Wagner has put marketing tactics on the front line
Marketing can change the world for the worse as well as the better. As The Drum's editor-in-chief Gordon Young writes, the devastating power of branding and communications cannot be underestimated.
Wagner's 'corporate' HQ in St. Petersburg, Russia / Adobe Stock
History has numerous examples of branding and communications being weaponized to leave a stain instead of a mark.
The latest example is Wagner Group PMC. It rose from the status of a rumor to become the world’s best-known mercenary army.
And the rise of the brand was no accident. It was part of a deliberate strategy to make it a more effective fighting machine.
Driving this transformation was Yevgeny Prigozhin, who has just (apparently) paid the price for what – in marketing parlance – might be described as an over-ambitious brand extension. But up until the ill-advised attack on Russia itself, the strategy was effective.
Candace Rondeaux, a politics professor at Arizona State University, gave this analysis for the liberal think tank New America earlier this year: “Prigozhin began to experiment with and evolve an online brand for Russia’s secretive irregular contract forces amid the world-changing churn of the Arab Spring and Euromaidan crisis in Ukraine.
“Known today the world over as the Wagner Group, Prigozhin’s slickly marketed brand-name paramilitary has generated an online following that has morphed into a Russian social movement millions strong, fueling the recruitment of contract fighters.
“The Wagner Group brand has brought in millions of dollars in donations and military gear, making it a critical source of Russia’s force mobilization in Ukraine and elsewhere around the world.“
The name Wagner comes from the military call sign of its alleged founder Dmitry Utkin. The former special forces commander was an admirer of Nazi Germany and took the name because the work of the composer had been appropriated by Hitler.
As the group came out of the shadows it was probably retained because it was deemed by the group to be cool and an authentic reflection of its values – bombastic, barbaric and deadly.
They also saw it as a not-so-subtle nod to a famous scene from the movie Apocalypse Now in which American soldiers slaughter villagers in a helicopter attack in Vietnam to the music of the composer.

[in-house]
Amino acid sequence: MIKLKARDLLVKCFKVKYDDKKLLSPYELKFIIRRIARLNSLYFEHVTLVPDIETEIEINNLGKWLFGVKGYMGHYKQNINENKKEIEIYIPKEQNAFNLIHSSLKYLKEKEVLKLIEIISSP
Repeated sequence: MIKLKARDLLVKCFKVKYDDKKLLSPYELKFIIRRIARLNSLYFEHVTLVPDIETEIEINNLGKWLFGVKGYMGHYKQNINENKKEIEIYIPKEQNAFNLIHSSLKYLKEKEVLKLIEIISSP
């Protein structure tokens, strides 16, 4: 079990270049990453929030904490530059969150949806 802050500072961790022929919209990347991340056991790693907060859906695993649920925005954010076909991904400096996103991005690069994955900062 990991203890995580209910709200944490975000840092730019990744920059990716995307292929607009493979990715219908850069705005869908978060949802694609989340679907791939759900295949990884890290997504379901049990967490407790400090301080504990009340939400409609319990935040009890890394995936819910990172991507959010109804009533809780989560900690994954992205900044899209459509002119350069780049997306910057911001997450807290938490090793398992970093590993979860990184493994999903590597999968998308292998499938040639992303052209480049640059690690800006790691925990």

Either way, the name cut through, particularly among the Russian ultra-nationalist population; even in an authoritarian country, anti-authority figures and populist messaging resonate.
This public support complicated Putin’s response to Prigozhin’s march on Moscow. And it may also complicate the aftermath of the commander’s apparent demise.
But of course, this was not the whole story. According to Rondeaux: “As its online presence expanded, the Wagner Group began to seem as much an experiment in branding as a critical source of manpower.“
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"In mid-2019, an odd series of short videos depicting desert patrols in Syria began appearing in the PMC Wagner-Military Review feed. The videos bore a semi-transparent watermark of a skull and crossbones insignia, with the words Reverse Side of the Medal emblazoned above and True to Yourself below; a Telegram channel bearing the same name and insignia was created in October 2019.
“The shaky mobile phone videos showed men swathed in balaclavas and carrying Kalashnikovs riding atop infantry fighting vehicles, accompanied by pop music that gave them an early MTV-like quality.”
But as well as developing the brand and content, the group was particularly adept in using social media sites such as VKontakte – the world’s most popular platform for Russian speakers. A cluster of accounts, a data strategy and the ability to align posts with breaking stories turned this platform, as well as Telegram, into a virtual army and a strong recruitment engine for the physical one, as well as a source of millions of dollars of donations.
Of course, Putin also knows a thing or two about sending a message, as is clear from how this story has seemingly unfolded.
However, Wagner has demonstrated the power of blending its military and marketing tactics.
There are lessons here for the west. The skills which make up our industry are by no means a fluffy optional extra. They are essential to defend our way of life.